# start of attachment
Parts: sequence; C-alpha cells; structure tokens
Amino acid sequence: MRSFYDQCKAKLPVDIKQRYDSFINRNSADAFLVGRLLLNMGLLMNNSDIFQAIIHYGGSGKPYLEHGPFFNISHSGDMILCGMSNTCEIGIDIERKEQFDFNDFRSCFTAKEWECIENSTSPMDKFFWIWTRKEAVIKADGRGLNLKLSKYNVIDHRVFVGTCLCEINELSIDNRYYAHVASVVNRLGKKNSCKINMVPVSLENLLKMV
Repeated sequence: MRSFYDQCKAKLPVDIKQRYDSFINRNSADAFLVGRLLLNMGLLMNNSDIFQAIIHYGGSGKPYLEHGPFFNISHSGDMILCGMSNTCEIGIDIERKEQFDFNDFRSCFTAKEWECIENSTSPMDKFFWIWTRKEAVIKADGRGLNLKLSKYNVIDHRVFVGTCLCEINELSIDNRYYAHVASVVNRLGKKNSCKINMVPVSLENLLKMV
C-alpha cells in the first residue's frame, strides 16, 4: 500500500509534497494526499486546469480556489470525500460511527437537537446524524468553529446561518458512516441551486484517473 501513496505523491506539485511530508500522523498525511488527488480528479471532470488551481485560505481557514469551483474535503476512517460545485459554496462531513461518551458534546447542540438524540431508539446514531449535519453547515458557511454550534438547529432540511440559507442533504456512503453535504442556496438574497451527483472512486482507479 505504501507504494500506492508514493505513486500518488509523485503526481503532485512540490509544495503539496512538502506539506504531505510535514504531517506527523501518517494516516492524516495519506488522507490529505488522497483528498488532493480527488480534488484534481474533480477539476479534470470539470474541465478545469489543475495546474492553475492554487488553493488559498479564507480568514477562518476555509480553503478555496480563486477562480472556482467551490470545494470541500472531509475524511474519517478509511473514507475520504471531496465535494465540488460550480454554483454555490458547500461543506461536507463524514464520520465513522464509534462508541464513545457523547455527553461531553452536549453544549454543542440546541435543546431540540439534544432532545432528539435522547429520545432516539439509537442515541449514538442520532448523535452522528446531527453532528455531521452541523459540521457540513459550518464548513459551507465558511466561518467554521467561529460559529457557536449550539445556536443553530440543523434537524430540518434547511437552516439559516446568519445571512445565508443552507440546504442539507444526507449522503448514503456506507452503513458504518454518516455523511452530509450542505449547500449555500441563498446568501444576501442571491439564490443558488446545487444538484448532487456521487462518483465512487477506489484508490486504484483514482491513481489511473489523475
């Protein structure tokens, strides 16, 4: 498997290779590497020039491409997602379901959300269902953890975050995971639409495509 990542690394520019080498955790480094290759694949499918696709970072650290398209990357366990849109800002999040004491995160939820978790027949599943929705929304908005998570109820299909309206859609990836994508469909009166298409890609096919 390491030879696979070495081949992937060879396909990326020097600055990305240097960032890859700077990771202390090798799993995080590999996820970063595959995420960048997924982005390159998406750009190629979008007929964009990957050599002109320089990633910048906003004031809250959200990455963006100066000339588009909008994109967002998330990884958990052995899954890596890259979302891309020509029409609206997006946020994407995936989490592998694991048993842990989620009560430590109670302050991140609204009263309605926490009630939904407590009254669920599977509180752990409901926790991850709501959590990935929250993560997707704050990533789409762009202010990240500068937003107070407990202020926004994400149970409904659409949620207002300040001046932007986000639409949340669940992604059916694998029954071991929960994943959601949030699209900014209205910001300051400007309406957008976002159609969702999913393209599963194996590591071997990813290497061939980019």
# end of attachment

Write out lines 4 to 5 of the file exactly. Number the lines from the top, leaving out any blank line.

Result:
C-alpha cells in the first residue's frame, strides 16, 4: 500500500509534497494526499486546469480556489470525500460511527437537537446524524468553529446561518458512516441551486484517473 501513496505523491506539485511530508500522523498525511488527488480528479471532470488551481485560505481557514469551483474535503476512517460545485459554496462531513461518551458534546447542540438524540431508539446514531449535519453547515458557511454550534438547529432540511440559507442533504456512503453535504442556496438574497451527483472512486482507479 505504501507504494500506492508514493505513486500518488509523485503526481503532485512540490509544495503539496512538502506539506504531505510535514504531517506527523501518517494516516492524516495519506488522507490529505488522497483528498488532493480527488480534488484534481474533480477539476479534470470539470474541465478545469489543475495546474492553475492554487488553493488559498479564507480568514477562518476555509480553503478555496480563486477562480472556482467551490470545494470541500472531509475524511474519517478509511473514507475520504471531496465535494465540488460550480454554483454555490458547500461543506461536507463524514464520520465513522464509534462508541464513545457523547455527553461531553452536549453544549454543542440546541435543546431540540439534544432532545432528539435522547429520545432516539439509537442515541449514538442520532448523535452522528446531527453532528455531521452541523459540521457540513459550518464548513459551507465558511466561518467554521467561529460559529457557536449550539445556536443553530440543523434537524430540518434547511437552516439559516446568519445571512445565508443552507440546504442539507444526507449522503448514503456506507452503513458504518454518516455523511452530509450542505449547500449555500441563498446568501444576501442571491439564490443558488446545487444538484448532487456521487462518483465512487477506489484508490486504484483514482491513481489511473489523475
């Protein structure tokens, strides 16, 4: 498997290779590497020039491409997602379901959300269902953890975050995971639409495509 990542690394520019080498955790480094290759694949499918696709970072650290398209990357366990849109800002999040004491995160939820978790027949599943929705929304908005998570109820299909309206859609990836994508469909009166298409890609096919 390491030879696979070495081949992937060879396909990326020097600055990305240097960032890859700077990771202390090798799993995080590999996820970063595959995420960048997924982005390159998406750009190629979008007929964009990957050599002109320089990633910048906003004031809250959200990455963006100066000339588009909008994109967002998330990884958990052995899954890596890259979302891309020509029409609206997006946020994407995936989490592998694991048993842990989620009560430590109670302050991140609204009263309605926490009630939904407590009254669920599977509180752990409901926790991850709501959590990935929250993560997707704050990533789409762009202010990240500068937003107070407990202020926004994400149970409904659409949620207002300040001046932007986000639409949340669940992604059916694998029954071991929960994943959601949030699209900014209205910001300051400007309406957008976002159609969702999913393209599963194996590591071997990813290497061939980019």